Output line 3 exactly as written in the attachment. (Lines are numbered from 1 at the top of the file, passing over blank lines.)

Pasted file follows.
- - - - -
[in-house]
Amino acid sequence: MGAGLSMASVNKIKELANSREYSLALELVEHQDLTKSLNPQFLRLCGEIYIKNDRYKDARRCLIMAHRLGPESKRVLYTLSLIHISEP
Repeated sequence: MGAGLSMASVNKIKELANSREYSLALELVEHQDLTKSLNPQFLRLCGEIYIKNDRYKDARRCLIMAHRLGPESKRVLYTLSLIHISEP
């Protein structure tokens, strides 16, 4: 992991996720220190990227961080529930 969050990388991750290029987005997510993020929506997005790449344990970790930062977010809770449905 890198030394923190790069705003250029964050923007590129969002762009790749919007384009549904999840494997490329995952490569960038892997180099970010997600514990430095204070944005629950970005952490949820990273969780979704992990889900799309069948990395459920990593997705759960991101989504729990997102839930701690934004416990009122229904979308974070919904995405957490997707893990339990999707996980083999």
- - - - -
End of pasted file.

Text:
Repeated sequence: MGAGLSMASVNKIKELANSREYSLALELVEHQDLTKSLNPQFLRLCGEIYIKNDRYKDARRCLIMAHRLGPESKRVLYTLSLIHISEP